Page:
Predictors for occupational injuries and diseases among commercial fishers in Finland 1996-2015

Kim O. Kaustell, Tiina E.A. Mattila, Timo Hurme, Pekka S. Salmi, Risto H. Rautiainen

Research output: Contribution to journalArticlepeer-review

6 Scopus citations


Fishing is a hazardous occupation worldwide. Commercial fishers in Finland are an aging and diminishing population with a high injury rate. Insurance claims data for self-employed Finnish commercial fishers during the years 1996 through 2015 (n = 1951) were analysed to assess predictors for occupational injuries and diseases. Out of the available variables, fishery location, career length, and participation in the voluntary occupational health service programme were not significant predictors. Male gender (OR 2.02; 95% CI 1.37-2.99), Finnish mother tongue vs. Swedish (OR 1.98, 95% CI 1.53-2.55), and higher income levels from fishing (four income categories, OR range: 1.71-3.53) were associated with higher odds for a compensated occupational injury or disease claim among commercial fishers in the final multivariate model. The identified risk groups could be targeted for interventions, and the content of the occupational health service programme should be developed to gain protective effect.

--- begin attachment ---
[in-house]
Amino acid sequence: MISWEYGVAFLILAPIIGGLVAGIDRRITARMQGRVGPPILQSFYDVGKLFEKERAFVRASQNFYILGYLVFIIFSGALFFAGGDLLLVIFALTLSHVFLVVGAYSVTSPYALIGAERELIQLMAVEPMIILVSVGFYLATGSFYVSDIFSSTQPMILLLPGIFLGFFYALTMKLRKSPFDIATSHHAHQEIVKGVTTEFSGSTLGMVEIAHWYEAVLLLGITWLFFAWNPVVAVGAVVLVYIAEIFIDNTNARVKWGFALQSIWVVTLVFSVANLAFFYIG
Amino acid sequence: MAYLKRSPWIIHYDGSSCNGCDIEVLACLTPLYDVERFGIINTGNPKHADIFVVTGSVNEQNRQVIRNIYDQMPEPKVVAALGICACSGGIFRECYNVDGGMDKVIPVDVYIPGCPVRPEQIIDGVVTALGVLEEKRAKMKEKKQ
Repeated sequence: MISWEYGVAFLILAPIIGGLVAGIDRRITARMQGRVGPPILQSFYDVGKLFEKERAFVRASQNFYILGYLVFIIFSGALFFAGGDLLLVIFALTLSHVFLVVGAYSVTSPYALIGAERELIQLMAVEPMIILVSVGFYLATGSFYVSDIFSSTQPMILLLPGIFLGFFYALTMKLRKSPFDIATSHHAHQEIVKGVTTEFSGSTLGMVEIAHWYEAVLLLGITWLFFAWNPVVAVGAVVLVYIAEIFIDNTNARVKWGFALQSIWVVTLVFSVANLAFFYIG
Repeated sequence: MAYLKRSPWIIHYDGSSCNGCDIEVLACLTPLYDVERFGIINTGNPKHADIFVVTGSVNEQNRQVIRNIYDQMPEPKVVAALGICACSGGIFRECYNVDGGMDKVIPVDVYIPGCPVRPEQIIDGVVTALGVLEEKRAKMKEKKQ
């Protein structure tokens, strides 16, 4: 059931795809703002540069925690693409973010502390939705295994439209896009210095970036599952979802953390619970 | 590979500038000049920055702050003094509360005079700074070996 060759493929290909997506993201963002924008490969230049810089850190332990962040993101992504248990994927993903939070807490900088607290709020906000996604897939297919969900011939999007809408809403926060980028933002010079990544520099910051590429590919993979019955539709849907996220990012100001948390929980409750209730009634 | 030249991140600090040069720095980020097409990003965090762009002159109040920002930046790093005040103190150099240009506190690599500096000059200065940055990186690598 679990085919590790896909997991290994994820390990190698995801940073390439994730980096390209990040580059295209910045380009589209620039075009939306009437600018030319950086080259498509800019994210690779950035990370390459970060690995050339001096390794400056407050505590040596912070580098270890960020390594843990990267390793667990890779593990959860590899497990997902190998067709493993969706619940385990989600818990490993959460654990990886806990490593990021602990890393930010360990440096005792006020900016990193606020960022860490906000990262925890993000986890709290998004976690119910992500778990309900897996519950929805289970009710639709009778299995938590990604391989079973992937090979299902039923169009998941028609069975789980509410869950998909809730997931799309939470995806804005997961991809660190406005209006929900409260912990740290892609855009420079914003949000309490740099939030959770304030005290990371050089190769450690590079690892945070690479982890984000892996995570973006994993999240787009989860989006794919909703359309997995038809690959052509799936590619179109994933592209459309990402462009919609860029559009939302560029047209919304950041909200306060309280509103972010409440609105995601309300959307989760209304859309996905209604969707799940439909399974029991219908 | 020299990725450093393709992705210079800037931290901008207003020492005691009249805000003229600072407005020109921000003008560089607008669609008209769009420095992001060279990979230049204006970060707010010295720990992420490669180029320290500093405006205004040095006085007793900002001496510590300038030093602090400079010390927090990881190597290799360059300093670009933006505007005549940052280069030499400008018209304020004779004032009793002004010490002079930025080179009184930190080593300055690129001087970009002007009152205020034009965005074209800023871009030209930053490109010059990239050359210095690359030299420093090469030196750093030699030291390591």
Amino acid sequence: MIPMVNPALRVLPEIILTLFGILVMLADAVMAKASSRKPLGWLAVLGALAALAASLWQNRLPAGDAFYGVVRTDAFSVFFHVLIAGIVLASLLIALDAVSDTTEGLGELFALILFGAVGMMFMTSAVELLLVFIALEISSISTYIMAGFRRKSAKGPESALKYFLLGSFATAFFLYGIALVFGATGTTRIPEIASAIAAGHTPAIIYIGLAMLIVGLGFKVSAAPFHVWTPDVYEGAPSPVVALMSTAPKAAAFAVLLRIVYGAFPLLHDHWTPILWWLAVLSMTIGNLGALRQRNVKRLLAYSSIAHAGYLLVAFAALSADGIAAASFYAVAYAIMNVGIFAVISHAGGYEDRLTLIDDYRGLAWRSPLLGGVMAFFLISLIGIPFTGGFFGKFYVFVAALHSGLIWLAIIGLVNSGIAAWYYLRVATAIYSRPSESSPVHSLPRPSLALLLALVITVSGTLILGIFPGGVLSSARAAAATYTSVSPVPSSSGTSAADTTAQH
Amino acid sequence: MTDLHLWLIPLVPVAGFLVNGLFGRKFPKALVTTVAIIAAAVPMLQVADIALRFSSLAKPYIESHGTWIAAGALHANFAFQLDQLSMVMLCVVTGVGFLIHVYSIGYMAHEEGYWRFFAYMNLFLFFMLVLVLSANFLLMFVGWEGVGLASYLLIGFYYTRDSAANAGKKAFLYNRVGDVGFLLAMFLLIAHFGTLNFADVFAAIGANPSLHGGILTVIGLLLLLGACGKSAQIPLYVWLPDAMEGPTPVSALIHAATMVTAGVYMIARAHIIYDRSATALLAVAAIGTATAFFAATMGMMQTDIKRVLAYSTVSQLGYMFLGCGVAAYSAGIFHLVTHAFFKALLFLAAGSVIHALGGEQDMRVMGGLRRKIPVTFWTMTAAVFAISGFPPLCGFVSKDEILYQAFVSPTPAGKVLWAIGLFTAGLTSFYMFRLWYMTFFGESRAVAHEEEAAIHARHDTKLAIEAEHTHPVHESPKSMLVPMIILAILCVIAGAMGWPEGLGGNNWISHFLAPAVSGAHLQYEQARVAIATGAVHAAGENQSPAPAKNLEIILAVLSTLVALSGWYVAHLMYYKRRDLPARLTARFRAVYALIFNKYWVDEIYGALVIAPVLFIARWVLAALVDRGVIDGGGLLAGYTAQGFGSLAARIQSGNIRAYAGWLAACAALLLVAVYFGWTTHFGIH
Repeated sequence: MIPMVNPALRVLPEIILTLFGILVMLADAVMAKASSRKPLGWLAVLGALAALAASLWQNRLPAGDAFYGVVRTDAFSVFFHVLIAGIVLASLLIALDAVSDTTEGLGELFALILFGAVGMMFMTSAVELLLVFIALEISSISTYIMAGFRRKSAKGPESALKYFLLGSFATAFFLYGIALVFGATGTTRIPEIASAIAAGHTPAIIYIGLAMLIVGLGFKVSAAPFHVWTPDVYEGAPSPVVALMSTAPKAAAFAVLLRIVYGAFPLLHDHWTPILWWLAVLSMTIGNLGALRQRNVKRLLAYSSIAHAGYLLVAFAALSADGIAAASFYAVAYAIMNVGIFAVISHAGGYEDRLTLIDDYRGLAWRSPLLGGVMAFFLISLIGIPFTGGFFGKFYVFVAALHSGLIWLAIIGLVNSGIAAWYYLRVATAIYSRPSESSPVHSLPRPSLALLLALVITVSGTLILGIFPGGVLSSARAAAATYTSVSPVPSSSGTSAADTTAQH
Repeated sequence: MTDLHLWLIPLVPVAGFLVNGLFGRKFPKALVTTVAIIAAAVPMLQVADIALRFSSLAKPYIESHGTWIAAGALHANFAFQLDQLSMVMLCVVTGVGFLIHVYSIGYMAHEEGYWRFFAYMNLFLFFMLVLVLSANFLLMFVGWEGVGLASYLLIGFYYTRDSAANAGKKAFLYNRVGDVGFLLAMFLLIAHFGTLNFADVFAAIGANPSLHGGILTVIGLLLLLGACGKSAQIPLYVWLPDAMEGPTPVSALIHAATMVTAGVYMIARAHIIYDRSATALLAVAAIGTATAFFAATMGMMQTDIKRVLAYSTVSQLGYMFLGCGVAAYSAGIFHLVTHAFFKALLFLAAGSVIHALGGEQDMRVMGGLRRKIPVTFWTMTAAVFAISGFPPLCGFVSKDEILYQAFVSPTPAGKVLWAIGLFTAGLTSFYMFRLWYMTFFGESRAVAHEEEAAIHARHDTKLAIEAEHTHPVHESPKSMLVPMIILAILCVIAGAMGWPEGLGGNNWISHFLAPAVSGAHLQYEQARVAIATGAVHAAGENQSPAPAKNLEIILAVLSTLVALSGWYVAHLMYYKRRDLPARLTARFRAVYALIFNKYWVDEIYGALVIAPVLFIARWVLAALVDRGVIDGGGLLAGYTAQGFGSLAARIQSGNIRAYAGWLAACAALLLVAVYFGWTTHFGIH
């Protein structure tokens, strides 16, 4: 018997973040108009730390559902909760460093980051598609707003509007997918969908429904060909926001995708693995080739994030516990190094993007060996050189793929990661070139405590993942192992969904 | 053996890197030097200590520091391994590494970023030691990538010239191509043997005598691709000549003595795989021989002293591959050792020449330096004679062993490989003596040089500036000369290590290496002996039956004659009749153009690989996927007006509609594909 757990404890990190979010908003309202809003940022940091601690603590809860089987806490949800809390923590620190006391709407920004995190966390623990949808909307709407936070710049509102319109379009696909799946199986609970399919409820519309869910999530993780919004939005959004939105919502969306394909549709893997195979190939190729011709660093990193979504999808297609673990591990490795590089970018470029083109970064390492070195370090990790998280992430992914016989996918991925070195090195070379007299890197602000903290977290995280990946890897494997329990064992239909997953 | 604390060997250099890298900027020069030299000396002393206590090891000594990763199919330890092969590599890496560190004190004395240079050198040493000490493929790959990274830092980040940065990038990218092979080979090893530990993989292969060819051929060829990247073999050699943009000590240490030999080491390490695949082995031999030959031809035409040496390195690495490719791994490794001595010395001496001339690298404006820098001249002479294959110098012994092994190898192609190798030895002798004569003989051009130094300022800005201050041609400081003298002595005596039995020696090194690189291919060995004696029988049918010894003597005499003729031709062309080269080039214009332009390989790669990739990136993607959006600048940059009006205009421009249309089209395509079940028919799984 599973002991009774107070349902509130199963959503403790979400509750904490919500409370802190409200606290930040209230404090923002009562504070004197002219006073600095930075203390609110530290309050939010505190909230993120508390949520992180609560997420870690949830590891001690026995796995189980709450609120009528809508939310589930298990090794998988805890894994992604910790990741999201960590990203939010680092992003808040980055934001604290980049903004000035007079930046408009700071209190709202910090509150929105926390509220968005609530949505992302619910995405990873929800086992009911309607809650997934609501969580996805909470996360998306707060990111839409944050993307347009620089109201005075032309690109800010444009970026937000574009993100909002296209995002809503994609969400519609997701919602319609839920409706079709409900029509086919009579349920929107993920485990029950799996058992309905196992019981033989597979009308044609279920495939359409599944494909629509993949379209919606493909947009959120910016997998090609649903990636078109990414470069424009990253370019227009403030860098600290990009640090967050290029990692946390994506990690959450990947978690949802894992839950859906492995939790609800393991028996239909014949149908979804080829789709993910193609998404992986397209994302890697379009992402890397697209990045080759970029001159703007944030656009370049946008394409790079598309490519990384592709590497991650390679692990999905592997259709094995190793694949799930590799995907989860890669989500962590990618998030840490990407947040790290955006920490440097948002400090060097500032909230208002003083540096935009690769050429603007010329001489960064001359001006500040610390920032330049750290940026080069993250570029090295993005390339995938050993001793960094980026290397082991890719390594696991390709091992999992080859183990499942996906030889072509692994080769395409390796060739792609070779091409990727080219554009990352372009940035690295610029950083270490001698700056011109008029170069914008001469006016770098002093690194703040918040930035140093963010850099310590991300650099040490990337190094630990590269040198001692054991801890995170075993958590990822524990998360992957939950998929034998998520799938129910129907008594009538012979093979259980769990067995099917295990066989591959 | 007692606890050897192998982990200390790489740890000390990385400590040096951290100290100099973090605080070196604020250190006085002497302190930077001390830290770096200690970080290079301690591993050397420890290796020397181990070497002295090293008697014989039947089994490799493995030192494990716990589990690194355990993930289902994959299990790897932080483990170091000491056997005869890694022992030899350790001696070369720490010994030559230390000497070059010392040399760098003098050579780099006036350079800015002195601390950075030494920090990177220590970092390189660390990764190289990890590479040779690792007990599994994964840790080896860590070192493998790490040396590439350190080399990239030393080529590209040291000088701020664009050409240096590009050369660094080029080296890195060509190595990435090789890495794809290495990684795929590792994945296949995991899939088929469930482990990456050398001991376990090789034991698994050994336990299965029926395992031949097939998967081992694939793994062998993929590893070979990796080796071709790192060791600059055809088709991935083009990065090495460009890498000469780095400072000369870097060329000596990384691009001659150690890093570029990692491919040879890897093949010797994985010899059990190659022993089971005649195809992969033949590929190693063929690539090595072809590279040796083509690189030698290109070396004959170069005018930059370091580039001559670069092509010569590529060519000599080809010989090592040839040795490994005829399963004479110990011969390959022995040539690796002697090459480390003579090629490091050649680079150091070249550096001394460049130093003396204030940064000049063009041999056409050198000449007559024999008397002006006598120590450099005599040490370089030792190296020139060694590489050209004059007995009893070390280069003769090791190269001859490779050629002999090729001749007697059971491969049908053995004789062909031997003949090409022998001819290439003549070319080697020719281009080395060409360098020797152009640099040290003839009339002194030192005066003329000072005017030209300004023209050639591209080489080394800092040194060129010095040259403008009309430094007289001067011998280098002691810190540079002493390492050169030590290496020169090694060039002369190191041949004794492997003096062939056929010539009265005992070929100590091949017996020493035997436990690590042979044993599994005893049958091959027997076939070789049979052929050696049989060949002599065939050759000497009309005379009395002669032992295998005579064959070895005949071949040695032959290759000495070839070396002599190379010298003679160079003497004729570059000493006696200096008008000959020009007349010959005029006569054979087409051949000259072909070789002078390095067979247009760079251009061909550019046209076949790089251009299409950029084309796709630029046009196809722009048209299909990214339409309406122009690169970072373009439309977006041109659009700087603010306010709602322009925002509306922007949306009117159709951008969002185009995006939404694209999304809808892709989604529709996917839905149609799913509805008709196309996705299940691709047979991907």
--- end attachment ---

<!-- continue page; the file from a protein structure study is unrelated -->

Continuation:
Original languageEnglish (US)
Pages (from-to)196-202
Number of pages7
JournalInternational Maritime Health
Issue number4
StatePublished - 2017


  • Commercial fishing
  • Demographic factors
  • Occupational safety

ASJC Scopus subject areas

  • Medicine (miscellaneous)
  • Public Health, Environmental and Occupational Health
  • Infectious Diseases


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